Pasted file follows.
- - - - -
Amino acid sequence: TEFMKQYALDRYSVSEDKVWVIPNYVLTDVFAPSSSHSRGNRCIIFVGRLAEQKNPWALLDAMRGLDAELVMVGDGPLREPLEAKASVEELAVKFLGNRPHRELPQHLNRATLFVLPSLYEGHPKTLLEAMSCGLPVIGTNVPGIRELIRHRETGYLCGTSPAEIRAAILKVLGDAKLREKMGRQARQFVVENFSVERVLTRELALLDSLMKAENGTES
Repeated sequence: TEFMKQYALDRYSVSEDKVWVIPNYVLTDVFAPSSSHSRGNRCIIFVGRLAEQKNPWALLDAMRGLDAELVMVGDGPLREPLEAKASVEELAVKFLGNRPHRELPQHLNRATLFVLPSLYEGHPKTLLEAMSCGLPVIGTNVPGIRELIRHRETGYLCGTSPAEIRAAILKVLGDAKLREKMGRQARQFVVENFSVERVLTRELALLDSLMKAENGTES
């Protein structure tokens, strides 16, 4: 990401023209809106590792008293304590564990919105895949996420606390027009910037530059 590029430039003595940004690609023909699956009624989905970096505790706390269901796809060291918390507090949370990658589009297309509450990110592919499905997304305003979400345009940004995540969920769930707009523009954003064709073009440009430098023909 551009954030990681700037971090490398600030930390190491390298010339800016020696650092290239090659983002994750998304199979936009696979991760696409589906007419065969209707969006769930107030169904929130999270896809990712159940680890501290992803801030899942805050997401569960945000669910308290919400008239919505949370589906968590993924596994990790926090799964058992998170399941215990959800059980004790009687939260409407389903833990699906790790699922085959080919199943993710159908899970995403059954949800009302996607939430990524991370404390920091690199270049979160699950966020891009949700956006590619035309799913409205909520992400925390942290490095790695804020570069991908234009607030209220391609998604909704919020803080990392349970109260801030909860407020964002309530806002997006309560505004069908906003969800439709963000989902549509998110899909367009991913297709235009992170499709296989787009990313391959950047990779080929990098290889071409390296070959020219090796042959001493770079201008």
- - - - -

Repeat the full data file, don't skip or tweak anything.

Amino acid sequence: TEFMKQYALDRYSVSEDKVWVIPNYVLTDVFAPSSSHSRGNRCIIFVGRLAEQKNPWALLDAMRGLDAELVMVGDGPLREPLEAKASVEELAVKFLGNRPHRELPQHLNRATLFVLPSLYEGHPKTLLEAMSCGLPVIGTNVPGIRELIRHRETGYLCGTSPAEIRAAILKVLGDAKLREKMGRQARQFVVENFSVERVLTRELALLDSLMKAENGTES
Repeated sequence: TEFMKQYALDRYSVSEDKVWVIPNYVLTDVFAPSSSHSRGNRCIIFVGRLAEQKNPWALLDAMRGLDAELVMVGDGPLREPLEAKASVEELAVKFLGNRPHRELPQHLNRATLFVLPSLYEGHPKTLLEAMSCGLPVIGTNVPGIRELIRHRETGYLCGTSPAEIRAAILKVLGDAKLREKMGRQARQFVVENFSVERVLTRELALLDSLMKAENGTES
């Protein structure tokens, strides 16, 4: 990401023209809106590792008293304590564990919105895949996420606390027009910037530059 590029430039003595940004690609023909699956009624989905970096505790706390269901796809060291918390507090949370990658589009297309509450990110592919499905997304305003979400345009940004995540969920769930707009523009954003064709073009440009430098023909 551009954030990681700037971090490398600030930390190491390298010339800016020696650092290239090659983002994750998304199979936009696979991760696409589906007419065969209707969006769930107030169904929130999270896809990712159940680890501290992803801030899942805050997401569960945000669910308290919400008239919505949370589906968590993924596994990790926090799964058992998170399941215990959800059980004790009687939260409407389903833990699906790790699922085959080919199943993710159908899970995403059954949800009302996607939430990524991370404390920091690199270049979160699950966020891009949700956006590619035309799913409205909520992400925390942290490095790695804020570069991908234009607030209220391609998604909704919020803080990392349970109260801030909860407020964002309530806002997006309560505004069908906003969800439709963000989902549509998110899909367009991913297709235009992170499709296989787009990313391959950047990779080929990098290889071409390296070959020219090796042959001493770079201008």